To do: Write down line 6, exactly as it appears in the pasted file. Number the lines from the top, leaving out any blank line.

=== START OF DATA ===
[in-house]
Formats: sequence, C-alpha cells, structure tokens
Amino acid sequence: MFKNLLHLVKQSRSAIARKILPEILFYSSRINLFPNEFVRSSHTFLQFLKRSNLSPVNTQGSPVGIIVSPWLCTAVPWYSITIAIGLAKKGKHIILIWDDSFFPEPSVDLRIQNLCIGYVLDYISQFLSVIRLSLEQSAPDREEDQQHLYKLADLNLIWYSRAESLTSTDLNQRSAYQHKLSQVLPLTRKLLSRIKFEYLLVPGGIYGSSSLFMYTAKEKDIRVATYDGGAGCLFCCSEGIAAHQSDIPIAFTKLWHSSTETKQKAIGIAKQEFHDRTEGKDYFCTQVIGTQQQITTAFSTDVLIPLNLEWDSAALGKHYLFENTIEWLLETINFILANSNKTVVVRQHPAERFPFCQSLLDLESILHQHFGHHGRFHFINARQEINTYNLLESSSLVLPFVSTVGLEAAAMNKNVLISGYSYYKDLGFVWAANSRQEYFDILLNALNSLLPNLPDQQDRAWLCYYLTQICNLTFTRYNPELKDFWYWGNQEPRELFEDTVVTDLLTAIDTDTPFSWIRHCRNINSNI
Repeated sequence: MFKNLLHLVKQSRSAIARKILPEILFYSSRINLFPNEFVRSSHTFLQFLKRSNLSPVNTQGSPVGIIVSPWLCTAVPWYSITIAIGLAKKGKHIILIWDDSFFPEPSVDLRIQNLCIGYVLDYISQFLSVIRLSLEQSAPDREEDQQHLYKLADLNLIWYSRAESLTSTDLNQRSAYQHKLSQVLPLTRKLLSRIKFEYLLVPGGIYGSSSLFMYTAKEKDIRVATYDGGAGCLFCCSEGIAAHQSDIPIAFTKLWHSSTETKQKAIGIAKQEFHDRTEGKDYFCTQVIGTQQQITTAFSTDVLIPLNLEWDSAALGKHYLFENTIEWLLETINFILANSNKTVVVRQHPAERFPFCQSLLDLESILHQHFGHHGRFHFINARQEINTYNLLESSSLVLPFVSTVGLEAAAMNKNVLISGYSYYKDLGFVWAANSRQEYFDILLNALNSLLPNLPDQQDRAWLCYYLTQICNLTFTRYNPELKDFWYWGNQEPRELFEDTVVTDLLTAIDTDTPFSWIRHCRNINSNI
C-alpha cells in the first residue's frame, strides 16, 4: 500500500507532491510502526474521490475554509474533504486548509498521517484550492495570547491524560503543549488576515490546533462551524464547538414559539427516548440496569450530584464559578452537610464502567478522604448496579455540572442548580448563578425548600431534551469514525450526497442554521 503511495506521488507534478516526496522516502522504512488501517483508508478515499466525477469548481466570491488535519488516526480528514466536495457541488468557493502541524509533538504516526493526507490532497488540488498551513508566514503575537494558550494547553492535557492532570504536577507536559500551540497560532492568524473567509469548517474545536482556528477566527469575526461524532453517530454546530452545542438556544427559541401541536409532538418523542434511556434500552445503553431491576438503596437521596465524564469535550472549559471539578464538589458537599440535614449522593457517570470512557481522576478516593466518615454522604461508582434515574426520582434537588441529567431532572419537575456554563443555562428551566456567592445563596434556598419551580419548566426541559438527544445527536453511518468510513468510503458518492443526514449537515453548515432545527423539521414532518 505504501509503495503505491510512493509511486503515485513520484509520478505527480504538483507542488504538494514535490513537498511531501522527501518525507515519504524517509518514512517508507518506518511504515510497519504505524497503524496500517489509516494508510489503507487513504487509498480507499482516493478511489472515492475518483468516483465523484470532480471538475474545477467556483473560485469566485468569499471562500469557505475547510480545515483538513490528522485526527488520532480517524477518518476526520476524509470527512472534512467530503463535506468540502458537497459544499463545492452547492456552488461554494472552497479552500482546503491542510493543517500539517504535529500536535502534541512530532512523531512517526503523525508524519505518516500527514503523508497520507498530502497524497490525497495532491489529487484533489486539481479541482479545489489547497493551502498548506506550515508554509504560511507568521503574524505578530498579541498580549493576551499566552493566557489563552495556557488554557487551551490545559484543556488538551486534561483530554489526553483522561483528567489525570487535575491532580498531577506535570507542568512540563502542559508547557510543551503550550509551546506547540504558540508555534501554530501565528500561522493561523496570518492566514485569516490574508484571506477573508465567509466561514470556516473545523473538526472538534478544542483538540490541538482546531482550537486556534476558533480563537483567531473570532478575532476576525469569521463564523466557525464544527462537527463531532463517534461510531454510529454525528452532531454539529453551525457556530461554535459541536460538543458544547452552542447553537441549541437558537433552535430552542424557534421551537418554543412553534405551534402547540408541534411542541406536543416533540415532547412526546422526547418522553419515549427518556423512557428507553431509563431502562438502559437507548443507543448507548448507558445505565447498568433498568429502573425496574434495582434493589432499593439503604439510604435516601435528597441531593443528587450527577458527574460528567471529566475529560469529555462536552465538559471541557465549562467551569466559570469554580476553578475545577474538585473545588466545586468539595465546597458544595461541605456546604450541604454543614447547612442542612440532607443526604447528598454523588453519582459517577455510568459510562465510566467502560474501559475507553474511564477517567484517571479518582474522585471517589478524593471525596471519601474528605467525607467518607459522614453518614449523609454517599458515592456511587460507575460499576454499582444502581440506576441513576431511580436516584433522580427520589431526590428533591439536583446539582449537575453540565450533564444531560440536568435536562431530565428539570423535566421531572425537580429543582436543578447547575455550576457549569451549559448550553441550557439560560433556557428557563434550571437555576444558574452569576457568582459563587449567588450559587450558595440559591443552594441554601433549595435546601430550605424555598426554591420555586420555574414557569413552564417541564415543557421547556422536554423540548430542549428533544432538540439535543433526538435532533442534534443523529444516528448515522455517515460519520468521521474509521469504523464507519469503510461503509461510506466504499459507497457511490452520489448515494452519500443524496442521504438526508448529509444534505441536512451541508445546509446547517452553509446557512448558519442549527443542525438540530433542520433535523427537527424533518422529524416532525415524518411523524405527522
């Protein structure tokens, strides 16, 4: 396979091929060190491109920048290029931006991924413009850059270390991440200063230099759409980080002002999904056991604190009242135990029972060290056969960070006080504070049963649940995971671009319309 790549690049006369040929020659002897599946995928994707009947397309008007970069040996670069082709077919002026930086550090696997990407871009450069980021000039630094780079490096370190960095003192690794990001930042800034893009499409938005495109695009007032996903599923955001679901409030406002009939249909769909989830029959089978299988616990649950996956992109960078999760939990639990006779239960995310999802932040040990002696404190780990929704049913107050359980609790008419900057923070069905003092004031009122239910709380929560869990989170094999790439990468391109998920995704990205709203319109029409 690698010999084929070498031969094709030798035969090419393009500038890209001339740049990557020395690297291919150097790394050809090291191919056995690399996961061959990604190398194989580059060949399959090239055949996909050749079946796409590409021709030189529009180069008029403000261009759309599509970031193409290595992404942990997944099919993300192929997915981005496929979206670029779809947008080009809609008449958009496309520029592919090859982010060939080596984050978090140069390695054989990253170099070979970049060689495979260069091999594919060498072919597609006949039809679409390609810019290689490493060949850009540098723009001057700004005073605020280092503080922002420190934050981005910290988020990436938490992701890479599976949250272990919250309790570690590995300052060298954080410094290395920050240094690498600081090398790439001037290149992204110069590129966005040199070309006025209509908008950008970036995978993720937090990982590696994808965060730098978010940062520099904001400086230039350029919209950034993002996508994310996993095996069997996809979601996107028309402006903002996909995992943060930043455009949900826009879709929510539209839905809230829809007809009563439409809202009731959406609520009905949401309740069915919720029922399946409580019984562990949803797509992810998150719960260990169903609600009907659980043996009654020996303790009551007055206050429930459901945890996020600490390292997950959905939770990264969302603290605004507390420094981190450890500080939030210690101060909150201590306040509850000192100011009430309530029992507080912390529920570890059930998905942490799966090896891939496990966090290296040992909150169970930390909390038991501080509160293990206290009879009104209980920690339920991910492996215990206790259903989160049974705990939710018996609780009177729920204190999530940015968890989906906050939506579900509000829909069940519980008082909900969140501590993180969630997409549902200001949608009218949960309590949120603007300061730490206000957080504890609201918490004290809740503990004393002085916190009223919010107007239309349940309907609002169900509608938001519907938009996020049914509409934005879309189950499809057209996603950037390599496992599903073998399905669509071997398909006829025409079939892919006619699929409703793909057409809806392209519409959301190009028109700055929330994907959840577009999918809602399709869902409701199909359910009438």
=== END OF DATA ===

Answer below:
């Protein structure tokens, strides 16, 4: 396979091929060190491109920048290029931006991924413009850059270390991440200063230099759409980080002002999904056991604190009242135990029972060290056969960070006080504070049963649940995971671009319309 790549690049006369040929020659002897599946995928994707009947397309008007970069040996670069082709077919002026930086550090696997990407871009450069980021000039630094780079490096370190960095003192690794990001930042800034893009499409938005495109695009007032996903599923955001679901409030406002009939249909769909989830029959089978299988616990649950996956992109960078999760939990639990006779239960995310999802932040040990002696404190780990929704049913107050359980609790008419900057923070069905003092004031009122239910709380929560869990989170094999790439990468391109998920995704990205709203319109029409 690698010999084929070498031969094709030798035969090419393009500038890209001339740049990557020395690297291919150097790394050809090291191919056995690399996961061959990604190398194989580059060949399959090239055949996909050749079946796409590409021709030189529009180069008029403000261009759309599509970031193409290595992404942990997944099919993300192929997915981005496929979206670029779809947008080009809609008449958009496309520029592919090859982010060939080596984050978090140069390695054989990253170099070979970049060689495979260069091999594919060498072919597609006949039809679409390609810019290689490493060949850009540098723009001057700004005073605020280092503080922002420190934050981005910290988020990436938490992701890479599976949250272990919250309790570690590995300052060298954080410094290395920050240094690498600081090398790439001037290149992204110069590129966005040199070309006025209509908008950008970036995978993720937090990982590696994808965060730098978010940062520099904001400086230039350029919209950034993002996508994310996993095996069997996809979601996107028309402006903002996909995992943060930043455009949900826009879709929510539209839905809230829809007809009563439409809202009731959406609520009905949401309740069915919720029922399946409580019984562990949803797509992810998150719960260990169903609600009907659980043996009654020996303790009551007055206050429930459901945890996020600490390292997950959905939770990264969302603290605004507390420094981190450890500080939030210690101060909150201590306040509850000192100011009430309530029992507080912390529920570890059930998905942490799966090896891939496990966090290296040992909150169970930390909390038991501080509160293990206290009879009104209980920690339920991910492996215990206790259903989160049974705990939710018996609780009177729920204190999530940015968890989906906050939506579900509000829909069940519980008082909900969140501590993180969630997409549902200001949608009218949960309590949120603007300061730490206000957080504890609201918490004290809740503990004393002085916190009223919010107007239309349940309907609002169900509608938001519907938009996020049914509409934005879309189950499809057209996603950037390599496992599903073998399905669509071997398909006829025409079939892919006619699929409703793909057409809806392209519409959301190009028109700055929330994907959840577009999918809602399709869902409701199909359910009438």